Interview with Daniel Vaca (Warren Center Visiting Scholar)

This interview was conducted over Zoom on April 11 between Professor Daniel Vaca and Ethan Goodnight.
It was transcribed using
Ethan Goodnight  0:03 
Welcome Professor Vaca. Thank you for having this conversation with me on behalf of the Warren Center. It's a timely topic because it's April 9th, so tax season is here. [laugh] And the first question as we get started is about your upcoming project. Your second book project is tentatively entitled, A Religious History of Taxes in America. I'd love to know, what led you to this project? And what are you hoping to shift in our understanding of religious history and of taxes through this work?
Daniel Vaca  0:42 
Well, first Ethan, thanks for talking to me. It's a real pleasure to have a chance to talk about my work in the context of being part of this community, so thanks.
Scholars writing about taxes always start with the same joke: that taxes are boring, nobody likes taxes. That's true enough, I guess, but I think you don't need to listen long to political discussions today or look very hard into the past to see how taxes have been something that Americans have spent a long time and energy fighting over, continually. And then the question is why, right? Virtually every kind of political conversation about individual and collective obligations to society, arguments about how to fix perceived social problems, end up becoming arguments about taxes. Why?
In political discussions, we often treat taxes as a kind of obligation of secular citizenship. We take for granted that taxes are just a thing that we have. And so, part of what I want to do is to is to reveal how every argument about taxes is really an argument over ideas about what society should look like and how to enact that vision of society. You know, I sometimes say that I think taxes are about visions of the common good. That's fine, but I think that doesn't really fully capture the fact that some people's visions of the common good are at other people's expense, or don't fully capture everybody.
In terms of where religious history comes in here, I think about it in at least two ways. First, I think about how religious organizations and individuals have advocated for particular tax policies and practices informed by their own experiences. As a background to an example of what I mean, I will say that religious organizations have been powerful in the US partly because of their special legal and tax status. Several historians have talked about this; Sarah Barringer Gordon, Lila Corwin Berman, and Amanda Porterfield, for example, have shown how religious societies were some of the first to be given the power of incorporation in the 19th century and have been exempted from taxation on the basis of their apparent contribution to the common good.
So, one example of what this means for me: I'm writing a chapter focused largely on the Johnson Amendment, which went into effect in the 50s. And it's this thing which prohibits religious organizations that have a nonprofit status from campaigning or embracing explicit partisanship, which is a good thing in a way because it keeps organizations in the US from acting like funnels for tax free political campaign contributions. But you know, that problem, the reason why the Johnson Amendment is kind of a good thing, is itself a result of the US's peculiar tax policies, which make contributions to religious organizations tax free. So it's a sort of circular problem that also shapes religious life in peculiar ways. In a way, it makes total sense that religious organizations should be able to be partisan. You should be able to talk about the political leaders who you think represent [and] advocate for your communities. But, because of the way everything's structured, in terms of taxes, we have the policies that we do.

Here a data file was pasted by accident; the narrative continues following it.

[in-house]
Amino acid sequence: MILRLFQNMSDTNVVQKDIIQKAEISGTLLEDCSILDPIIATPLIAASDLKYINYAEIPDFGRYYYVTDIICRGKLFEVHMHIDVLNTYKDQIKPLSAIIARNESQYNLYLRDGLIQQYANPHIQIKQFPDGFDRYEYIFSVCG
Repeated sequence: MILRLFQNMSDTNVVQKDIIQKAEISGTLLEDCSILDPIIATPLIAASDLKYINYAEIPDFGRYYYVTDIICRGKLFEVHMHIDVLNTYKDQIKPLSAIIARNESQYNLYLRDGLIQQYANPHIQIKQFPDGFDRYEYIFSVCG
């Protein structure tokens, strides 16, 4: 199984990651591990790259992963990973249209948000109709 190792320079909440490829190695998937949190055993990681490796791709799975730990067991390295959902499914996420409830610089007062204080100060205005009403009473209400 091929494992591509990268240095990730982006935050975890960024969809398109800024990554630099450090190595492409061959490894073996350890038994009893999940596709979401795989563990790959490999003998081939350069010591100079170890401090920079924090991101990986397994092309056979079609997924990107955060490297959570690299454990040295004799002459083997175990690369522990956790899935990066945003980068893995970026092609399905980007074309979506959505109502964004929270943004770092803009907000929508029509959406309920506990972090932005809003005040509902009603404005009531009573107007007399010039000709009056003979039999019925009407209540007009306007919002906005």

So, I'm trying to talk about the genesis of that, and the problems that policy is addressing, [and] the problems it creates. The Trump administration tried to get rid of it, because they wanted churches to be able to function as political action committees essentially.
So that's one example. Another example is the income tax, which is closer to the paper I'm talking about on Wednesday. The modern income tax was created initially in 1890s, and then it was deemed unconstitutional, and then it was brought back in 1913. I'm writing about how figures associated with the social gospel contributed to this and also about opposition to the income tax. I think part of the story is how opponents of the income tax use privately funded religious institutions, and their seemingly benevolent behavior, as evidence for why the state didn't need more power, the state didn't need more money, we're fine with privately funded religious institutions as a vehicle for social change. And so, taxes are arguments for particular ways of changing society. And there are also counter arguments to that. So taxes for me are a way into that.
One last thing I'll say about where religion comes in here. I think the academic study religion is largely a way of studying how humans organize themselves – I’m inspired here largely by my colleague, Kathryn Lofton, who presented to the Warren Center this past week. I think Religious Studies is interested in questions about how groups form, how authority is generated, how certain things become persuasive and powerful, certain ideas or practices. This is why scholars of religion have been interested in things like the corporate form [and] histories of ritual. I'm trying to use the tools of religious studies to illuminate how ideas about taxation, and underlying arguments about institutions and organizations become persuasive and authoritative. This includes different modes of statistical modeling, and how these become resources for making claims about what churches or religion -- Christianity, largely -- can do for America. And then also ideas like self-responsibility, how that kind of idea, which is not explicitly, necessarily, or exclusively a theological idea, becomes persuasive and something that people can appeal to.